Streaming, like television at the time, is here to stay, disrupting in a way never seen before in the generation and exposure of content. Unlike television, streaming does not have barriers, censorship limits, or even today, “intergovernmental or transnational” regulations on its content produced and exhibited between the different existing platforms. More in its favor, its business model represents the accessibility of this type of content for a large part of the world's population, at least to the ones that have internet access, access that the UN itself established as a basic right for all human beings in a document promulgated and called "Agenda 2030 for sustainable development" in 2015.

Through this scenario, the perfect breeding ground began to take shape in recent years so that today we can see a massive penetration of specialized and high-quality content, free of censorship and with huge production budgets. Netflix, Disney +, Amazon Prime, Apple TV, Facebook Watch, YouTube TV, not only know the impact they generate on societies and economies, but they will fight fiercely for a piece of the market between them and against those that are emerging as Paramount +, Sony Bravia Core and HBO Go, this last being the queen of large acquisitions with the high-profile purchase of AT&T from Time Warner for more than 85 billion dollars in October 2016, crystallizing 2 years later in one of the largest mergers in corporate history.

But the questions of this paradigm remain; where is this gigantic high-impact market headed? Will it be the game of "tech companies" against large and traditional production companies? Will exhibitors die? Will streaming content be regulated globally? How much censorship will this platform suffer beyond traditional, conservative and prohibitionist countries like China, Saudi Arabia, Russia, Iraq, North Core?

The answer is more complex and extensive than it seems, and to understand it, it was necessary to trace the beginnings of the film, entertainment, and content industry.

To begin, the exhibitors are not going to die, but they are going to have to adapt to the change that the film industry itself had to adapt when television broke in. They will have to specialize in offering the market such a sophisticated experience that you will not be able to live it at home, and at the same time, they will have to bring their infrastructure closer to the lowest class of the population that cannot even have access to the internet and on that model find their profitability so that in its offer, people of any socioeconomic stratum find in the theaters what they do not have at home. Auto cinemas and old ways of enticing the audience can come back strongly to offer fun and low-cost experiences.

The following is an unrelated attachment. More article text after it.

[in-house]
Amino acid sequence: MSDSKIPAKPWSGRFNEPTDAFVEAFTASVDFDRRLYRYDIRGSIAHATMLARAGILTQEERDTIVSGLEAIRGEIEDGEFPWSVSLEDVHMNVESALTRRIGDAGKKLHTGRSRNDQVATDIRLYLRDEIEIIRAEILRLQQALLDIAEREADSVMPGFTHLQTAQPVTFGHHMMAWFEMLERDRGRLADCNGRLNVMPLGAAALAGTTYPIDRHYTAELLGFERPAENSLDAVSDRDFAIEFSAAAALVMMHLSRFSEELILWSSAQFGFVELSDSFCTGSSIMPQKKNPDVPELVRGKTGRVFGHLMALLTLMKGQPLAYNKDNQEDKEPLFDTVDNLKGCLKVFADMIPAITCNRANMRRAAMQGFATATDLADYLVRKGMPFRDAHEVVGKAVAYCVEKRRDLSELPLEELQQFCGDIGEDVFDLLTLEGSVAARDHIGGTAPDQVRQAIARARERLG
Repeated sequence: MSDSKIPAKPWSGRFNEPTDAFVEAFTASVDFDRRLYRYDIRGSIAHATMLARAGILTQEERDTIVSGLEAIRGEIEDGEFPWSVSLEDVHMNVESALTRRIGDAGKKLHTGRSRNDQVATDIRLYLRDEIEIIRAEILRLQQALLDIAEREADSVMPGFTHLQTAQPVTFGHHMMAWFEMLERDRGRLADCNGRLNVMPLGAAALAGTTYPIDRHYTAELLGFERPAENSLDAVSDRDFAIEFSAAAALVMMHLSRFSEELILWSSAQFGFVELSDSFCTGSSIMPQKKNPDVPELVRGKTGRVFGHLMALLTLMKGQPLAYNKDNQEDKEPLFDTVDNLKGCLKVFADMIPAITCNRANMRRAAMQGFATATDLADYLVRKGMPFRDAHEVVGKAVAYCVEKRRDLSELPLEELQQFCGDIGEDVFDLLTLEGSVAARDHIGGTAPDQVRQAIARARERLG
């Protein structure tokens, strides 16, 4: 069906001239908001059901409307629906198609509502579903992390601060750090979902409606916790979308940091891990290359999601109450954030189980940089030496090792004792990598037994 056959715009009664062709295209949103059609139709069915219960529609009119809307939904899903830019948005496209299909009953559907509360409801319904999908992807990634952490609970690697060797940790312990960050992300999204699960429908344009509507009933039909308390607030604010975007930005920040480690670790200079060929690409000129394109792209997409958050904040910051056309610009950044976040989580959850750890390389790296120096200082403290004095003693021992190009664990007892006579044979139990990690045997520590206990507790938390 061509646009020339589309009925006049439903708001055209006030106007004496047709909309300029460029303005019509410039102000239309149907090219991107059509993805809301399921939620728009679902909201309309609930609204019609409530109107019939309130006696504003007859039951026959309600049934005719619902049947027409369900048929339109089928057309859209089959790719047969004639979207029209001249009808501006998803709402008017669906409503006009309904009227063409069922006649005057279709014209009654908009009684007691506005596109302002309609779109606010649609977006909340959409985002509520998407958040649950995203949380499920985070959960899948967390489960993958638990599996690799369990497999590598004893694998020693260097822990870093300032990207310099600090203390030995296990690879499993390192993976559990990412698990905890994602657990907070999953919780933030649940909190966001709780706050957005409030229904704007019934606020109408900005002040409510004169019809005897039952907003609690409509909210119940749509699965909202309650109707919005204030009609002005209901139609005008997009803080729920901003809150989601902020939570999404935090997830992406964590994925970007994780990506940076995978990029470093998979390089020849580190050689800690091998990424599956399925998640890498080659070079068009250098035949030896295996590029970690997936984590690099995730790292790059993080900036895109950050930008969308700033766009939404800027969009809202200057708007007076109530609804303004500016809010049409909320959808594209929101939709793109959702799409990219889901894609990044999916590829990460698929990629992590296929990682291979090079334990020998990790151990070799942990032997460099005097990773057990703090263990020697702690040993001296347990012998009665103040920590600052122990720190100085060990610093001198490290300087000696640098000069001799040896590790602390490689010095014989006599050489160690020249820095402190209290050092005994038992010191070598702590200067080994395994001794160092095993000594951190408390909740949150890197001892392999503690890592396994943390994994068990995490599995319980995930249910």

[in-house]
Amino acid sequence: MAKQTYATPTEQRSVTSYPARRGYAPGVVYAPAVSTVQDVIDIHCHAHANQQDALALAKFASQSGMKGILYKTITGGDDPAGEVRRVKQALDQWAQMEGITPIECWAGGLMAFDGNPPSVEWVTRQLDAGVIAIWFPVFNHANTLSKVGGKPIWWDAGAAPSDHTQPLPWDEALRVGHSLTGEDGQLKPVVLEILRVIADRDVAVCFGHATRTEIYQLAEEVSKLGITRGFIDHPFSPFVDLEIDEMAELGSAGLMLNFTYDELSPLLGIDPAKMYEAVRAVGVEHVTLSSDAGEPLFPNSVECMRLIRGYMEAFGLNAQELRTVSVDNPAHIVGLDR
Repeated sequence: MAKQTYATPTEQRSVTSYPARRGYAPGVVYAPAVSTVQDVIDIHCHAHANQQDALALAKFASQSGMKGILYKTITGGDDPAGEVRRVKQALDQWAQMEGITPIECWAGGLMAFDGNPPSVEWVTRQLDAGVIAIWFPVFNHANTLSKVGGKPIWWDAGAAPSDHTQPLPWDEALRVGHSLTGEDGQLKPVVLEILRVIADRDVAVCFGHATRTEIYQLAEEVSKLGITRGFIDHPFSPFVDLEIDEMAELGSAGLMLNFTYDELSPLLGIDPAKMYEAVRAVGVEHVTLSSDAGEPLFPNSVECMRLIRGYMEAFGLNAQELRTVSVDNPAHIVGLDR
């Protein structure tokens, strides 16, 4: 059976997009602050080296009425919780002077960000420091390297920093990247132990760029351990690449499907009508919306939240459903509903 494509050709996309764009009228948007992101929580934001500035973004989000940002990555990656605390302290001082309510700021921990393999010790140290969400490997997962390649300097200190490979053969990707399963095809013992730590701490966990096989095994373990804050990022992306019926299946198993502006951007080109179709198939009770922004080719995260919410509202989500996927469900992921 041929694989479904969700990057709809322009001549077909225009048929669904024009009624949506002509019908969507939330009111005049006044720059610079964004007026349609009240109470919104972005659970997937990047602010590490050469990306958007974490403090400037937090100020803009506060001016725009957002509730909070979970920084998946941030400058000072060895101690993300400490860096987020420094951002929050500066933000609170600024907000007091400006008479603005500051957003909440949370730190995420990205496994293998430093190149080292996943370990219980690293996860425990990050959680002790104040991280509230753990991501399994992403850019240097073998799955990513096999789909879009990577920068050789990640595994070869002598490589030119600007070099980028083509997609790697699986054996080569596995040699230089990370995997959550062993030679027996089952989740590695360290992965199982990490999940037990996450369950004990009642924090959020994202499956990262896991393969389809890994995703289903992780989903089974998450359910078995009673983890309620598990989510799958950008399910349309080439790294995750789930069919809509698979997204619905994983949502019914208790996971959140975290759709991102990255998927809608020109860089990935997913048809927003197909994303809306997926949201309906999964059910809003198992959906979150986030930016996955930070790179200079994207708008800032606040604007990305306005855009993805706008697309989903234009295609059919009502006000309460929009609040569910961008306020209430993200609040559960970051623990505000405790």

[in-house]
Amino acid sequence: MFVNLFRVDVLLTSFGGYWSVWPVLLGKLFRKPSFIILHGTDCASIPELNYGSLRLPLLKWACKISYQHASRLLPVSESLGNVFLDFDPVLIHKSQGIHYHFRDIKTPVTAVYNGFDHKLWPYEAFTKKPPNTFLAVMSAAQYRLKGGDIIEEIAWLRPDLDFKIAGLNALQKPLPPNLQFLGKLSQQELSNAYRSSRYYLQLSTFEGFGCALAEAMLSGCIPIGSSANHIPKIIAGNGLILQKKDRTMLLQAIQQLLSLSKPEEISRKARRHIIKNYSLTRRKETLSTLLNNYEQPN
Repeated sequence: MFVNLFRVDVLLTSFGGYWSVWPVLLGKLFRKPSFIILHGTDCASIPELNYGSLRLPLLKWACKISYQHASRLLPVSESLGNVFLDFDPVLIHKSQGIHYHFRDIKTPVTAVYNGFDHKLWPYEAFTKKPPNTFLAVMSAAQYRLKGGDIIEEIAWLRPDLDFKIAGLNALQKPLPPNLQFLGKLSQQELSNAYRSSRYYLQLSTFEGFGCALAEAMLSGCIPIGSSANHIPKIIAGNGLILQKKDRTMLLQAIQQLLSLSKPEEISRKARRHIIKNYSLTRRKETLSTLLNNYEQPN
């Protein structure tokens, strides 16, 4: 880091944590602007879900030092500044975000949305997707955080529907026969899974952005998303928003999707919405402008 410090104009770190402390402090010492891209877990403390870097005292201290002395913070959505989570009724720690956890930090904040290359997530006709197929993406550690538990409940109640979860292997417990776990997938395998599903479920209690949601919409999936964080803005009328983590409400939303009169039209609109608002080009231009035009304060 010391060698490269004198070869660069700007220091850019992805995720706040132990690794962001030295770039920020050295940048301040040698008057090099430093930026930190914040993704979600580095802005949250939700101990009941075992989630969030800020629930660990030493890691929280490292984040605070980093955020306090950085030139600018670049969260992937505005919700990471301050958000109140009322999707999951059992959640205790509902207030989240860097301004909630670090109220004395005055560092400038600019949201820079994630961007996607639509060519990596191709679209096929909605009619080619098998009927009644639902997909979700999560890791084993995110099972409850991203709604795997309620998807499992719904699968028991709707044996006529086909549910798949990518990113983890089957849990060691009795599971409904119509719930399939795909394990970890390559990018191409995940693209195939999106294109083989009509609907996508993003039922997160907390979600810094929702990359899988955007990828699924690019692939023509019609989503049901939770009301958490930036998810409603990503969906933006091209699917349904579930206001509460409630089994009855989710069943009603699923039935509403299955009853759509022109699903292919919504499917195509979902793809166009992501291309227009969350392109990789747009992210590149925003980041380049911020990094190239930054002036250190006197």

Streaming producers will not have it easily either. Some companies will fall, like Quibi, an exclusive streaming system for phones, that is about to close after six months of unstable operations amid the COVID-19 pandemic, according to Wall Street Journal reports in October 2020. Other teams and divisions will be rescue, like Fox 2000, producer of over 50 films like “Fight Club”, “Life of Pi”, “Marley & Me”, “The Devil Wears Prada” among other many films critical and commercially successful was discarded by Disney but taken from the drift by Sony Pictures.

But the main battles will be fought on one hand, with the tech giants like Amazon, Apple, Google Tv, Facebook Watch and for the practical purposes of this essay Netflix as well, against the big and traditional production companies like Disney, Paramount, Warner Bros (AT&T and HBO Go) and Sony. And it is classified in this way, because despite all the technological and budgetary power that Amazon, Apple, Google, Facebook, and Netflix have, all three lack what Paramount, Sony, but especially Warner Bros and Disney have: Superheroes trademarks and legendary titles that generations with high purchasing power such as Baby Boomers, Generation X and Millennials will want to continue seeing on any screen, under any platform.

It is at this point where the future of this entire ecosystem takes a lot of depth and different dimensions. Since it is not only becoming a topic of who has the bigger budget, but also how it is directed to create an emotional connection with the different audiences that develop loyalty and consumer commitment to the content producer within a high level of competition.

The tech giant must be very clear that to gain ground they will have to “cluster” their audience, investing in native content and in key markets with high “transnational spread”. Therefore, they will have to invest in making “smart content”, to really have the sensitivity and understanding of the mood and consumption in a regional way so that their content creates connection, and on the other hand they will also have to create symbols (superheroes) and great titles that connect with their global audience and motivate them to generate an aspirational feeling for any generation. Disney, Warner, Sony, Paramount, have it very clear, not only do they bet on new and great productions through their new streaming platforms, but they also have a variety of symbols and great titles that are well rooted in any society in the world.

This will be the fight of a huge market unfold under strong creative strategies in the short, but especially in the medium and long term, based on initiatives from several verticals, not only justified by the strong budgets that each one injects into their companies.

Sources consulted: